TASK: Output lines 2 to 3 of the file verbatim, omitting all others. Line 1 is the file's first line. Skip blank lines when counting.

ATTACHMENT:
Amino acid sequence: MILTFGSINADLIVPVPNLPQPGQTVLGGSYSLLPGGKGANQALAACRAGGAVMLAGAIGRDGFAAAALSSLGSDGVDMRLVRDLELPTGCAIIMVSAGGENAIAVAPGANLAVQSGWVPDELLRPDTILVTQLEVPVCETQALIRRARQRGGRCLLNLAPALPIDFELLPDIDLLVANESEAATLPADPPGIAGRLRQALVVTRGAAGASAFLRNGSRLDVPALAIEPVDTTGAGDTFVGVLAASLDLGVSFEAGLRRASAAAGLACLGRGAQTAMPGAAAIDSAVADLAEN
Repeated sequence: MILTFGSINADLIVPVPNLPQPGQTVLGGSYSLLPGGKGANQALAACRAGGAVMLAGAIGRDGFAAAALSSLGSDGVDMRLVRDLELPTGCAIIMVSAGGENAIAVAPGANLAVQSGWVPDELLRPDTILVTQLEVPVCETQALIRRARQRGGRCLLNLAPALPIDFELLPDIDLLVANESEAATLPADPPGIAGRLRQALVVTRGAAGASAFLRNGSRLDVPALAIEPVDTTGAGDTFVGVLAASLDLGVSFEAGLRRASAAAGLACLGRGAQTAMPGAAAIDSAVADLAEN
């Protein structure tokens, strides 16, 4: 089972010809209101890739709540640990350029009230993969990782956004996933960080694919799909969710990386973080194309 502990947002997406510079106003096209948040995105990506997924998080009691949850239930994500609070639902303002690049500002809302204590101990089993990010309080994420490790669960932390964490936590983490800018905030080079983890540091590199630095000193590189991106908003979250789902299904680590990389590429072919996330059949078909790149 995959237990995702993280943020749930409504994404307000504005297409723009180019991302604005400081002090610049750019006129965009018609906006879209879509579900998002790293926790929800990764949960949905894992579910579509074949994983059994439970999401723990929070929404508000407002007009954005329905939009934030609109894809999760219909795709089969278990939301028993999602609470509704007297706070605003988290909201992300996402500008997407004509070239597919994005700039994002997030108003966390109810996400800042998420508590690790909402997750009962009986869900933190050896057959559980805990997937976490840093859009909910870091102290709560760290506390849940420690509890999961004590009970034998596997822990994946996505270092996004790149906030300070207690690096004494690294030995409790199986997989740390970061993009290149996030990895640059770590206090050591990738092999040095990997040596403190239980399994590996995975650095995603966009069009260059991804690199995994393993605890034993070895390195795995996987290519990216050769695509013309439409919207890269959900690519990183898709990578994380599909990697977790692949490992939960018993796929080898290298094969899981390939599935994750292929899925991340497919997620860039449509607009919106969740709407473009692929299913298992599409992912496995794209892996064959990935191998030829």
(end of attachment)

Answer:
Repeated sequence: MILTFGSINADLIVPVPNLPQPGQTVLGGSYSLLPGGKGANQALAACRAGGAVMLAGAIGRDGFAAAALSSLGSDGVDMRLVRDLELPTGCAIIMVSAGGENAIAVAPGANLAVQSGWVPDELLRPDTILVTQLEVPVCETQALIRRARQRGGRCLLNLAPALPIDFELLPDIDLLVANESEAATLPADPPGIAGRLRQALVVTRGAAGASAFLRNGSRLDVPALAIEPVDTTGAGDTFVGVLAASLDLGVSFEAGLRRASAAAGLACLGRGAQTAMPGAAAIDSAVADLAEN
């Protein structure tokens, strides 16, 4: 089972010809209101890739709540640990350029009230993969990782956004996933960080694919799909969710990386973080194309 502990947002997406510079106003096209948040995105990506997924998080009691949850239930994500609070639902303002690049500002809302204590101990089993990010309080994420490790669960932390964490936590983490800018905030080079983890540091590199630095000193590189991106908003979250789902299904680590990389590429072919996330059949078909790149 995959237990995702993280943020749930409504994404307000504005297409723009180019991302604005400081002090610049750019006129965009018609906006879209879509579900998002790293926790929800990764949960949905894992579910579509074949994983059994439970999401723990929070929404508000407002007009954005329905939009934030609109894809999760219909795709089969278990939301028993999602609470509704007297706070605003988290909201992300996402500008997407004509070239597919994005700039994002997030108003966390109810996400800042998420508590690790909402997750009962009986869900933190050896057959559980805990997937976490840093859009909910870091102290709560760290506390849940420690509890999961004590009970034998596997822990994946996505270092996004790149906030300070207690690096004494690294030995409790199986997989740390970061993009290149996030990895640059770590206090050591990738092999040095990997040596403190239980399994590996995975650095995603966009069009260059991804690199995994393993605890034993070895390195795995996987290519990216050769695509013309439409919207890269959900690519990183898709990578994380599909990697977790692949490992939960018993796929080898290298094969899981390939599935994750292929899925991340497919997620860039449509607009919106969740709407473009692929299913298992599409992912496995794209892996064959990935191998030829």